Design & Policy Recommendations

The culmination of our investigative analysis was the synthesis of our findings into recommendations for future policies and designs.  Below is a brief synopsis of our recommendations.  For deeper analysis and discussion, please refer to our complete paper above.


Policy Recommendations

Create a policy promoting transparency in traditional funeral practices.
Although Funeral Law does require funeral homes to be transparent in their prices of goods and services, it does not enforce transparent policy. It can be difficult for families to know which policies are state law and which are the funeral home’s, and our funeral director interview has shown that selling full funeral packages is in the financial interests of a funeral home. Consumer guides can help elucidate this information, but not everyone knows to look for them and some might rely solely on the assistance of a funeral director. Creating a policy to impose more transparency on traditional funeral practices will be helpful for people in deciding on end-of-life plans.

Have less stringent regulations on backyard cemeteries.
As natural burial becomes more popular, laws must be reevaluated and updated to accommodate a changing society. Although the law is currently murky on where human composting stands, the current regulations requiring registration as a cemetery and an expensive endowment fund for backyard burial are prohibitive to the natural burial movement as a whole and could slow the progress of new concepts like the Urban Death Project.

Create specific policies regarding human composting.
Currently there are no policies or regulations on human composting in Seattle, and current composting policies are confusing. Human composting does not fit in with things like agricultural processes or yard waste, and a policy made regarding it could address concerns unique to human composting like human disease prevention and restrictions on the use of compost. If the Urban Death Project is successful, it will serve as a blueprint for other states to create their own facility, and policies created specifically for the process will facilitate their development.


Design Recommendations

The Urban Death Project’s main obstacle will be education. When people hear about the process with no context other than current societal beliefs and practices surrounding death, it can be off-putting to them. Most of our recommendations involve different ways of educating the public on the composting procedure and promoting more awareness and acceptance of death and what comes afterwards.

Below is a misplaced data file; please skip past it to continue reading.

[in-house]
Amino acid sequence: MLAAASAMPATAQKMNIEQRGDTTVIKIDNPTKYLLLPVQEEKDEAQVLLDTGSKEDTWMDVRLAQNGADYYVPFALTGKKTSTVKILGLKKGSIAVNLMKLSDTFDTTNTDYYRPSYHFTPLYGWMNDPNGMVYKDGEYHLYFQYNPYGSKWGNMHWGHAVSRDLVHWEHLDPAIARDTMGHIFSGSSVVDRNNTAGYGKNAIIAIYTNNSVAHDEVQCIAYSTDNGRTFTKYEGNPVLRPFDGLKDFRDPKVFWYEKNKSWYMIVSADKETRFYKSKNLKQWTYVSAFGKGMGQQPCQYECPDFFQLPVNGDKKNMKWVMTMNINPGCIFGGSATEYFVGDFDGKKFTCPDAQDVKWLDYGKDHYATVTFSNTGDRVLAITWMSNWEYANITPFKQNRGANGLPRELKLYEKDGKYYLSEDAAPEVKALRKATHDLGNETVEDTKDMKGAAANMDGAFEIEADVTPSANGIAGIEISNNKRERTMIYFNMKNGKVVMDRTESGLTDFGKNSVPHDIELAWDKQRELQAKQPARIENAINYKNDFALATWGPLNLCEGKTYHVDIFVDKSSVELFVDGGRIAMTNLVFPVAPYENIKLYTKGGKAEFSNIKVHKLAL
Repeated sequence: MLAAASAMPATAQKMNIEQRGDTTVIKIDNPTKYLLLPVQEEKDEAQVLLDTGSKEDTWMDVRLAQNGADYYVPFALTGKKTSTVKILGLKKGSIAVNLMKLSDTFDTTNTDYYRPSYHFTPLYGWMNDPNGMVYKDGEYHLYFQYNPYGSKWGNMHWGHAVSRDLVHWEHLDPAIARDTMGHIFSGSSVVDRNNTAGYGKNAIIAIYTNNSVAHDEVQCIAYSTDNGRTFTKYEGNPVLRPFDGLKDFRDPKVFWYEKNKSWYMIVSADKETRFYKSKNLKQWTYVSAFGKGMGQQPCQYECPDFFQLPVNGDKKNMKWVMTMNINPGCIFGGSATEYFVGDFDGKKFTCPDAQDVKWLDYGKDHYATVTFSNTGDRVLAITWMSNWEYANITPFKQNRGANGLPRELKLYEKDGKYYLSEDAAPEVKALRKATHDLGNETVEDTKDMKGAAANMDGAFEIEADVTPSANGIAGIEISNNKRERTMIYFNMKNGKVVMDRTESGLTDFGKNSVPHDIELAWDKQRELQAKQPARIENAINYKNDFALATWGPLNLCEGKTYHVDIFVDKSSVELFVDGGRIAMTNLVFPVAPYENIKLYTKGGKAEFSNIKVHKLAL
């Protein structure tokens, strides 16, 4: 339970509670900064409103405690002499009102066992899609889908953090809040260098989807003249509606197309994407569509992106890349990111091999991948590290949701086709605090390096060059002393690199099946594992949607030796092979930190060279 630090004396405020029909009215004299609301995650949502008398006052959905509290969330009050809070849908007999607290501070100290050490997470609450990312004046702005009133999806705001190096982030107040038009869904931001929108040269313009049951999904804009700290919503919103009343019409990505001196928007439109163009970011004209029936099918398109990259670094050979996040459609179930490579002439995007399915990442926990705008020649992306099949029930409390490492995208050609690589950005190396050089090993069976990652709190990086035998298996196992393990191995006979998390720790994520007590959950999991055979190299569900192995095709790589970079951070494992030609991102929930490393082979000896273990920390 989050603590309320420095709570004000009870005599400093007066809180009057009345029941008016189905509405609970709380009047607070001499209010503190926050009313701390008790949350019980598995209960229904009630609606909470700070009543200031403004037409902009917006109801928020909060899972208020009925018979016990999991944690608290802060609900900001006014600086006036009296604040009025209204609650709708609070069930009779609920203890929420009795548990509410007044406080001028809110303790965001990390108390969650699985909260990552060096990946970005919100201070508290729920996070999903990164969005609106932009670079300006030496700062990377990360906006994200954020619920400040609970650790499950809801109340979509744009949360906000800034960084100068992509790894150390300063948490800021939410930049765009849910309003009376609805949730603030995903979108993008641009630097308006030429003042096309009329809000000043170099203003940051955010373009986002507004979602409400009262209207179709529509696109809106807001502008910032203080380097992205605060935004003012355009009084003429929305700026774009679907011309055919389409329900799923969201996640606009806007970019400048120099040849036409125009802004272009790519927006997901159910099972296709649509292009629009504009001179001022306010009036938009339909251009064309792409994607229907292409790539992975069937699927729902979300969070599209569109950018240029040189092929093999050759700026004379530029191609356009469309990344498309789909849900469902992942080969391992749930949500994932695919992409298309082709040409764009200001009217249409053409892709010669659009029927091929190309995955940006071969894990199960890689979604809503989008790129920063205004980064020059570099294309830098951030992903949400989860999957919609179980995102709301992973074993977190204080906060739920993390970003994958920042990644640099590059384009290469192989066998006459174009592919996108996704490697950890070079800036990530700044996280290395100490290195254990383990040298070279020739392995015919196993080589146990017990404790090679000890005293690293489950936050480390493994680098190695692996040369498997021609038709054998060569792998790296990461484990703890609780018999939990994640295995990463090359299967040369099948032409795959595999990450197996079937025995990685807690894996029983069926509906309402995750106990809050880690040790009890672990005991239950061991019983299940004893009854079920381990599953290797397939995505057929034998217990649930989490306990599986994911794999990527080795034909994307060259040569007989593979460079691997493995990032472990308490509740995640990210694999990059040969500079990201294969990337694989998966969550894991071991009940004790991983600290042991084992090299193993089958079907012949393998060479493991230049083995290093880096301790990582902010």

Focus on the alternative death movement surrounding the Urban Death Project and find ways to create a more death-positive culture.
We live in a culture that tends to only consider death when it occurs. The rest of the time, death does not get much discussion, which contributes to fear of death. Rather than pretending that death doesn’t exist, involving people in discussions about death and speaking positively about it can help to humanize death and lessen apprehension about dying. Natural burials allow people to consider the reality of death without trying to disguise it. More family involvement and the knowledge that you are in control of what happens to your body after death can be reassuring to people. The Urban Death Project is already participating in this movement, and our recommendation is to continue this and adapt the conversation as the movement progresses.

Conduct research on what kinds of language is effective for speaking about death.
While some people might respond better to metaphors, it can be argued that using straightforward terms such as “corpse” and “dead” can help to normalize the concept of death and reduce stigma surrounding it. While we did not conduct research on this, vocabulary used inevitably has an effect on people’s perceptions of an idea. Our current vocabulary surrounding death is limited and is often seen as morbid. It is up to movement leaders like the Urban Death Project to pave the way in the death conversation, and their choice in language can make a large difference in people’s perceptions.

Educate people about harmful funeral practices and position the Urban Death Project as an environmentally friendly alternative.
Based on our user research, many people are not knowledgeable of the harmful effects of traditional funeral practices. If more people become educated on this, they might be more likely to consider the composting process. Most people who responded to our survey compost regularly and consider themselves environmentally-friendly, so aligning the Urban Death Project with the existing environmental movement could help them gain supporters. Some opportunities for education include partnerships with environmental organizations, community involvement, and targeting those who already practice environmentally-conscious behaviors. These people have potential to become early adopters and can influence those around them.

Work with the current businesses, rather than compete.
The deeply entrenched system that is currently in place is going to be affected by this proposition. The people who are relying on this business for their livelihood should not be thrown to the wayside. From our interview with a local funeral director, we learned that funeral directors might look at new options for burial with scorn because their business depends on customers purchasing traditional funeral packages. Involving them in the Urban Death Project allows them to maintain some control over their business and adjust their services for changing societal values and norms.